- Plan your website
- Plan your blog
- Web tools
- Blog anonymously
Printing & distribution
Submitted by adam on Wed, 09/02/2009 - 03:05.
You are now ready to send your project to print! It might mean making sure you have a box of paper and a toner cartridge next to your healthy laser printer, or else a printing company ready to go. Making the decision about how you will print your project is about cost, but also about reliability and quality. Over time, you might develop relationships with a few different printers, from a high speed copy shop to a commercial printing firm.
If you have a strict deadline to meet, make sure you have booked your print job in advance with your printer, and that you meet their deadlines too. You cannot assume they will keep their expensive equipment sitting waiting until you are ready. If you lose your place in the queue, it might add crucial days to your schedule.
However you print, it will require coordination. If you are using a graphic designer, they can often be hired to manage the print process. What paper will be used? What finishing do you require (cutting, covers and binding)? Do you have an environmental policy; for example, choosing recycled paper and soy-based inks?
If you are using a printer they will send you a proof sheet. This is your FINAL CHANCE to make changes before ink hits paper and you become legally responsible for the costs involved. Be sure it is correct. A few errors in a large project are not necessarily a problem, but a spelling mistake on a t-shirt can look very sloppy indeed. Be very clear in the instructions you give to the printers, and make sure they are in writing.
If you are printing your publication yourself, do you have the right equipment available for cutting and stapling? What about postage, envelopes, labels?
An important job, often overlooked. What method will you use (mail, volunteers, community hubs, distribution company, website sales)? How much will it cost? How many copies will you distribute? Will you distribute to your constituents individually or to community hubs? If you mail it to individuals, how far away are they? How much will each copy weigh? Will you sell some material? Where? How can money be handled responsibly?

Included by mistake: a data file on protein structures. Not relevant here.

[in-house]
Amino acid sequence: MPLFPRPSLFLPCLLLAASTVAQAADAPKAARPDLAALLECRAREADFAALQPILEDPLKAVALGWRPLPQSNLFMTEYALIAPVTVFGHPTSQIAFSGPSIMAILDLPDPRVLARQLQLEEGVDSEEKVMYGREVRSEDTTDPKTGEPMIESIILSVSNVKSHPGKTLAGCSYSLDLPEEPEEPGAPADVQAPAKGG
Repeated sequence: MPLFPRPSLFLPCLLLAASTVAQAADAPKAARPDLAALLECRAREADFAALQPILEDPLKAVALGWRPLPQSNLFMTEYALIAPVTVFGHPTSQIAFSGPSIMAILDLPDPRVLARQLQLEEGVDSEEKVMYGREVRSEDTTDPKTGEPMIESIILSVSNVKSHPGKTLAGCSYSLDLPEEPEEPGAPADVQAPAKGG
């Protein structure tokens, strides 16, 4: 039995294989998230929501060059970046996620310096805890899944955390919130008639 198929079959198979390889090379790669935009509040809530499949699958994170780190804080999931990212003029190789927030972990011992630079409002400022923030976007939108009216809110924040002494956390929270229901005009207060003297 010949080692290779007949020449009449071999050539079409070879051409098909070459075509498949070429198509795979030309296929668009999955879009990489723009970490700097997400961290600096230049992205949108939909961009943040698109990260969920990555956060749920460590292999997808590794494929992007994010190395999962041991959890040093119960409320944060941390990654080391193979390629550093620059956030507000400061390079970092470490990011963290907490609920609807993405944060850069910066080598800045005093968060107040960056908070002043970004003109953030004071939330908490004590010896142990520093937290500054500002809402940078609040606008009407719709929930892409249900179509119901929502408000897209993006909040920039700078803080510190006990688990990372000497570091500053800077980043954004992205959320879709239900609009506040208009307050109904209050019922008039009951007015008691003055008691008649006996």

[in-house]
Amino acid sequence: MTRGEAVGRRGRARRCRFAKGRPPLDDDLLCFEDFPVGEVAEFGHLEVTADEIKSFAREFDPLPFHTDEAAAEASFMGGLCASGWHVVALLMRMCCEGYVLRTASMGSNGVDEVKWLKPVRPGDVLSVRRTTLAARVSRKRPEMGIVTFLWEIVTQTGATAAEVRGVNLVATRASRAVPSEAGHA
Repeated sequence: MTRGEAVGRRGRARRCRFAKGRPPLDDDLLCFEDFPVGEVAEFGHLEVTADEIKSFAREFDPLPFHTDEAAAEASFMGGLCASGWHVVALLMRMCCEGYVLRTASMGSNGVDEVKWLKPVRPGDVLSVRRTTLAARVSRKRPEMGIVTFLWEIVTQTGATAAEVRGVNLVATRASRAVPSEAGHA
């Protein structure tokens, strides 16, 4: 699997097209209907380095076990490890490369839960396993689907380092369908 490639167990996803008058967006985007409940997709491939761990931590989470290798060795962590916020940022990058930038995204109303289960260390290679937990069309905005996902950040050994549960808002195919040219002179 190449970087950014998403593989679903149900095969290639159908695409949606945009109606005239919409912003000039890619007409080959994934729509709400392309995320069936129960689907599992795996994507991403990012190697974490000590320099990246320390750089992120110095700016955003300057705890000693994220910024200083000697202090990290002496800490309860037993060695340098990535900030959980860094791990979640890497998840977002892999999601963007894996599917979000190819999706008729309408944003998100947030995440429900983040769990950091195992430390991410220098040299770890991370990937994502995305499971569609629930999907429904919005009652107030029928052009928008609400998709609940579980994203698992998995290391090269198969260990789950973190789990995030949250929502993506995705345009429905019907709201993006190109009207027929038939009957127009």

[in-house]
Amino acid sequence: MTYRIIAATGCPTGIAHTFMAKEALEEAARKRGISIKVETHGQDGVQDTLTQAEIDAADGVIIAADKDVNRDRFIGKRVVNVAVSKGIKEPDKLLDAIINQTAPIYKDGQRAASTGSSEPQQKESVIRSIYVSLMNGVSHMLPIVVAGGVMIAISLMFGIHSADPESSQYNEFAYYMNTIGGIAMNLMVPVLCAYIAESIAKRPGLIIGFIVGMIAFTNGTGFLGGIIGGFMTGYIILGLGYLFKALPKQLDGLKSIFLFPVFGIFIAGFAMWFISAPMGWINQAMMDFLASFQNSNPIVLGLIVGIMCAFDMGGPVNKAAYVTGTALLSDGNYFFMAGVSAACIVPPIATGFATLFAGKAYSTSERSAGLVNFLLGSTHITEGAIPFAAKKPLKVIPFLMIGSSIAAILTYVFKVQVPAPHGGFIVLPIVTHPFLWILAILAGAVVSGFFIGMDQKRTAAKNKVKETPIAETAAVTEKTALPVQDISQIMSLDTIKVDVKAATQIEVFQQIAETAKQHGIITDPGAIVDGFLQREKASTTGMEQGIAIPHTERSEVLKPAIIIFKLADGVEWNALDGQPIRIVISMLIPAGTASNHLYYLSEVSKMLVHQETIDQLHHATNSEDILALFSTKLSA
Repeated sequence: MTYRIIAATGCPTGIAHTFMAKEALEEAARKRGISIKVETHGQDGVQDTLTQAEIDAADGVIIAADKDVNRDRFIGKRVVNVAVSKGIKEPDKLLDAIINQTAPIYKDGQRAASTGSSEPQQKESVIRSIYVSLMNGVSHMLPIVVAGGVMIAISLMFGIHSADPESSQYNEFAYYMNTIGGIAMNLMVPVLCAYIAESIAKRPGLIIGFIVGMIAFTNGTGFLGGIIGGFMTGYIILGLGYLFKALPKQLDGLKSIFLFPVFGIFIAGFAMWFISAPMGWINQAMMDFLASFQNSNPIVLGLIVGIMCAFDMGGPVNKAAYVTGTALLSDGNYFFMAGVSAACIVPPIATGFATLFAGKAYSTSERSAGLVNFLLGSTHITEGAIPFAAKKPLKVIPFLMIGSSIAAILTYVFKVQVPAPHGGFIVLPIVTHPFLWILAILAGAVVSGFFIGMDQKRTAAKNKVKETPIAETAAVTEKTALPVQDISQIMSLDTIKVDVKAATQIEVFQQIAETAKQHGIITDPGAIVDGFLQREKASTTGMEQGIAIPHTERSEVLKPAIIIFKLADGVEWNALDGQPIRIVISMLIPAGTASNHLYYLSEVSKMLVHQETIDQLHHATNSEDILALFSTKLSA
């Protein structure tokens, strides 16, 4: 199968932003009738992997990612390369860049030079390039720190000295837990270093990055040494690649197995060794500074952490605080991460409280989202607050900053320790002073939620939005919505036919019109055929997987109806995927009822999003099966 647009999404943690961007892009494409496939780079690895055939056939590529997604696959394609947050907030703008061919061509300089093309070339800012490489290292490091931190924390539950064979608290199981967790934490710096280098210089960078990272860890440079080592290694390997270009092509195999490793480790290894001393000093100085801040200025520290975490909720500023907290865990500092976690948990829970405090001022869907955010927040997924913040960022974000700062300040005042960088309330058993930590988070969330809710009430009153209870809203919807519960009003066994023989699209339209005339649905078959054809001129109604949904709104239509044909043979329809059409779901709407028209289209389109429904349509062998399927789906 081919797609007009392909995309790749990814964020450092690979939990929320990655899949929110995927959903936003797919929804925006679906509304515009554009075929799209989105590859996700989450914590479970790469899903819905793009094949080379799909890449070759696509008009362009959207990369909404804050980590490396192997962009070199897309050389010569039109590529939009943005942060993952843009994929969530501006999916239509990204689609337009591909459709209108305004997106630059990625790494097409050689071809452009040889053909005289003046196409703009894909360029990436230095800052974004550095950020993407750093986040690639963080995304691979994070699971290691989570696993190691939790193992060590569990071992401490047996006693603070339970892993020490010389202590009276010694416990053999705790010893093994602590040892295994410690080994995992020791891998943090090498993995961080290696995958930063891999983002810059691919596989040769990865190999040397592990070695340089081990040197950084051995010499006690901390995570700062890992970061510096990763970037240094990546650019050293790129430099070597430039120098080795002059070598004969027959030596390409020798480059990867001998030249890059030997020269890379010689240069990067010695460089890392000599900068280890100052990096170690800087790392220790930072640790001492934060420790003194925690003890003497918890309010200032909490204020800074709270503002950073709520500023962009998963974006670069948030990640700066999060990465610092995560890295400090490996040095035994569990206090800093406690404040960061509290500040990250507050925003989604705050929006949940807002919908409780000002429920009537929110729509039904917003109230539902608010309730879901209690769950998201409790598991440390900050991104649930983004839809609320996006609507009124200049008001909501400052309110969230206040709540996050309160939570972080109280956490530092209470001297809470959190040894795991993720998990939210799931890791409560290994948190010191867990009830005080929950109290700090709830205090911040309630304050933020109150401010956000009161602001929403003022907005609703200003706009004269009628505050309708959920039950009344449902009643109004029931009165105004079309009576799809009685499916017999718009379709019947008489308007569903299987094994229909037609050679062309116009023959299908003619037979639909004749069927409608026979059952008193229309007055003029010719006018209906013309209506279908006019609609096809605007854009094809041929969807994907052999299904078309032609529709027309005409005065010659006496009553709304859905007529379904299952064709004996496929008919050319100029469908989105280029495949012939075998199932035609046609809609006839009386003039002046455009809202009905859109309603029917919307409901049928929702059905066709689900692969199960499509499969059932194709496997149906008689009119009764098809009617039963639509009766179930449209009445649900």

Internet, print or both?
To work out the best way to reach your audience, ask questions such as:
- Will they be online, with a stable internet connection?
- Would they be more comfortable looking at something they can hold in their hand rather than at a computer screen?
- Are they so far-flung that allowing them to access your report online rather than in print would help to save you postage and reach more people?
- What format will have the most impact across all audiences?
Don't be afraid to mix 'traditional' and 'new' media. Make the most of appropriate channels and use multiple strategies to reach your audience and achieve your campaign goals.
E-books & viral distribution
New and not-so-new technologies offer different and complementary ways of distributing media. Blog posts can be printed out, photocopied and physically distributed; for example, by being left in public places that are popular with your audience, like cafes or community centres. You can design posters using Open Source software and print them using laser-printers. You can ask a journal or print publication with which you want to be associated to reprint your images and messages.
You don’t need to actually print something in order to distribute a 'print' publication. PDF files can contain your finished product in non-editable form so that it can be distributed by email to your network, or via a website. However, if you are unsure of your audience’s access to the internet, you will want to distribute some hard copies. A combination of online and offline approaches is usually the best option.
You can create e-books(containing both graphics and text), and distribute these globally and inexpensively via networks such as Lulu or InstaBook; this allows you to earn income from your digital products.
Compact Discs (CDs) and USB memory sticks are great way of circulating content in areas where poor infrastructure, such as expensive or slow internet connections, makes online distribution inappropriate for reaching the communities you work with. CDs can be distributed at markets or in other public arenas. In some areas this method has been used effectively for distributing content that is censored or banned by the authorities; for example, the whole online encyclopaedia ‘Wikipedia’ was distributed on CD-Rom in this way in some countries.